September 30 2014 Latest news:
Ramzy Alwakeel, Reporter
Thursday, October 31, 2013
An 800-year-old Chislehurst estate is the latest solution to a problem that can never be permanently laid to rest – where to bury the dead.
Kemnal Park Cemetery, which is on the former Kemnal Manor site, is officially open for business after a ribbon-cutting ceremony earlier this month.
Its 30,000 potential plots make it London’s biggest cemetery development in a century.
But even so Kemnal Park will likely only have space for a few decades.
“London has a huge problem because graveyards are completely overpopulated and over time that problem doesn’t go away,” said operations director Michael Burke.
“All our graves are dug to 6ft 6ins so we can put two burials in them – that’s a significant step forward in saving space.
“It would be two family members, and we would make sure the grave owner had given permission.”
Despite the somewhat desperate nature of the need for more burial plots, Kemnal Park attempts to offer a more relaxed atmosphere.
“It’s a park for the living,” said Michael, 47.
“We space the service times out, so families can get the time slot they wish.
“In other places you might get a 35-minute slot in the diary and you’d have to hold the service in that short period – but here you get time slots of two hours, which allows the family to put together a service that suits them.”
Something else about the graveyard is unusual – it’s privately owned, acquired in 2009, meaning there’s no local authority involvement.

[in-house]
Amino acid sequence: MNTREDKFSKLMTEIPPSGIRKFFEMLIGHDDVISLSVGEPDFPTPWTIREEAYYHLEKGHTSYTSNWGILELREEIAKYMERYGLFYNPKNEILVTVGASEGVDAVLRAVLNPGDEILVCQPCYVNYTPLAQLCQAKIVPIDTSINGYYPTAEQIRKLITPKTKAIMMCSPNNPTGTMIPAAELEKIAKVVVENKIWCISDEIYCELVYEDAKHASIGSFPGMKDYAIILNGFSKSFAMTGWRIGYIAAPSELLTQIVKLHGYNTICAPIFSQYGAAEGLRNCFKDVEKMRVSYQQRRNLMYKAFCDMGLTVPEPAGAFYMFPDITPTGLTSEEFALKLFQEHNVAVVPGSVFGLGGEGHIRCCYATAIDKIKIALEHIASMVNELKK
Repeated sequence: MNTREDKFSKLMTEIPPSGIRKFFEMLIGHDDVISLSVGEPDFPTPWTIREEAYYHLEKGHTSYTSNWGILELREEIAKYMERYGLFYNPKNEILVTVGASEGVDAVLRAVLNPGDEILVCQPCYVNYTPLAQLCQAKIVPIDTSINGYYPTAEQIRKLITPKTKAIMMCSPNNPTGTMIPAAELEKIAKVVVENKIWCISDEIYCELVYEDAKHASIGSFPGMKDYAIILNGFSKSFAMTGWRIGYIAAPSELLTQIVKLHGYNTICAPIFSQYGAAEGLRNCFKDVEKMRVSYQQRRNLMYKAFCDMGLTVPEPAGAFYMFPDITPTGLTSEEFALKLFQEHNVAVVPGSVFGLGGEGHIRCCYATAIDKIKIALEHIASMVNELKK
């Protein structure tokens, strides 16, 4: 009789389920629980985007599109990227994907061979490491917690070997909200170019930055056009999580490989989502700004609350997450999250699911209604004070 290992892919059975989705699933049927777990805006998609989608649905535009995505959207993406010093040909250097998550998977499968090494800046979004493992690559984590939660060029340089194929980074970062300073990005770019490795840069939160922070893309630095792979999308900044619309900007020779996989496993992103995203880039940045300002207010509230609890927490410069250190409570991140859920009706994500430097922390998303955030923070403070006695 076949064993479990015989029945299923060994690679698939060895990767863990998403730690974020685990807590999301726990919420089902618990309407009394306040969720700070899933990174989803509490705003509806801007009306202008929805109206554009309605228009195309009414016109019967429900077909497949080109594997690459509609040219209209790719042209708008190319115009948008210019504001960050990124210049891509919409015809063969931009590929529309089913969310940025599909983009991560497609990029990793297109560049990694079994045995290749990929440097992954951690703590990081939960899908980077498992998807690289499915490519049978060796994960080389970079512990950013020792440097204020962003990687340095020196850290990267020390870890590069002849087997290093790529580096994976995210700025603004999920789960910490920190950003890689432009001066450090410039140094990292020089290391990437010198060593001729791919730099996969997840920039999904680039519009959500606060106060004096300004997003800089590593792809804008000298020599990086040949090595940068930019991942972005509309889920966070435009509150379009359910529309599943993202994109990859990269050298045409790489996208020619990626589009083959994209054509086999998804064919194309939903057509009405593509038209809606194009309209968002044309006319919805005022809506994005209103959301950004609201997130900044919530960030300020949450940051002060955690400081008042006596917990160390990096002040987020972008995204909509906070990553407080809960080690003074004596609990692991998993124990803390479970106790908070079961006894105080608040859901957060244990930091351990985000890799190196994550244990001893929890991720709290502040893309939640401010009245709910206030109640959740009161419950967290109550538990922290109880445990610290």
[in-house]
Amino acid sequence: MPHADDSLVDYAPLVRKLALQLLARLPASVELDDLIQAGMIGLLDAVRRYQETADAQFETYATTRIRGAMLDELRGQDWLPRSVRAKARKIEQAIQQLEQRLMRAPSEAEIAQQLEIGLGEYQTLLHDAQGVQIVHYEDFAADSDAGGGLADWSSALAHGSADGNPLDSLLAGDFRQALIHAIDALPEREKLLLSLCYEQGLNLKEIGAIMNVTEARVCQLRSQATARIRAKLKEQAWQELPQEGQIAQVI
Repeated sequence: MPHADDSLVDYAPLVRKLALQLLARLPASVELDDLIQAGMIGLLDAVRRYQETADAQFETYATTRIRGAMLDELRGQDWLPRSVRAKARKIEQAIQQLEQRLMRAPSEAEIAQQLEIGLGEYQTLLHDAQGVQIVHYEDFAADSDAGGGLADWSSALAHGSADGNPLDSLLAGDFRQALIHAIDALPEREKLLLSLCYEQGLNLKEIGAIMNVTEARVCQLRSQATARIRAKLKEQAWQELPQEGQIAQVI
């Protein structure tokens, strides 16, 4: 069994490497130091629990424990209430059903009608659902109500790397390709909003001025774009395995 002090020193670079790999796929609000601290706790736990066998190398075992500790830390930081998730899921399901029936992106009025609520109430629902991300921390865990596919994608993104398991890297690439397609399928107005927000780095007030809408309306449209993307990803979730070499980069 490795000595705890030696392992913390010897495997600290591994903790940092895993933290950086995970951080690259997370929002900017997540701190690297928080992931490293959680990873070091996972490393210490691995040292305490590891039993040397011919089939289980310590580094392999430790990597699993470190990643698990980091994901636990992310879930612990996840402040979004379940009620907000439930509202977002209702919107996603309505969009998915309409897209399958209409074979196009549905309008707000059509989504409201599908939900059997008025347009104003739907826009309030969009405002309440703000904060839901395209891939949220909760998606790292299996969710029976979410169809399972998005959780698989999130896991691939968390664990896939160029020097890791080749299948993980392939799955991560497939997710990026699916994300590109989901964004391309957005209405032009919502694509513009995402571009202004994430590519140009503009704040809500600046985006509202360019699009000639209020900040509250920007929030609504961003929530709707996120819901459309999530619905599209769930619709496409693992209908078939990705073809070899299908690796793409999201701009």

So if you live in Richmond, like Michael, but happen to fancy a burial in Bromley, you won’t have to pay the out-of-borough penalty you would at a council-owned site.
That fact will come as comfort to many – because grave prices are already expensive, often running over £1,000.
What’s more, in UK law, graves can’t be sold for more than 100 years at a time. That means if you want to keep a grave in your family you - or they - will have to keep paying.
Kemnal Manor has a rich history, with a string of grand houses dating back to 1250 having occupied its grounds – the last of which, already derelict, burnt down in the 1960s.
The site became neglected and overgrown – but beneath the wilderness lay gold.
“London clay is highly suitable for burial,” explained Michael. “The idea condition is clay soil – because it’s heavy, it gives structure to the grave, whereas sandy soil provides an opportunity for grave collapse.
“When you acquire a site, drainage is the first thing. Working in conjunction with the Environment Agency, we went through a whole series of soil tests and ground tests.
“We test for nitrogen and we look for areas of landfill.
“Once you dig a grave you shore it up. You have to put back in exactly what you removed from the grave, so the soil types are consistent.”
Then there’s a process of “backfilling” – where the grave is topped up to counter the effects of rainfall and subsidence.
But it isn’t just about headstones. Kemnal Park also has space for memorial gardens for those who want to remember their loved ones in a less formal context.
“The gardens are bespoke,” said Michael. “Families might want to landscape the area with water features or a bench.
“One family removed the roses from their mum’s garden and relocated them here.”
Despite the ever-decreasing space for burial ground, and the concomitant rise in plot prices, Michael doesn’t see demand drying up.
“We believe burial numbers will increase over time,” he said. “Certain denominations will only bury.
“We have a six-and-a-half-acre for Muslim burials called the Eternal Gardens.
“Prices increase three or four per cent per year.
“The challenge will never go away – it’s about how creative you can be with the space.”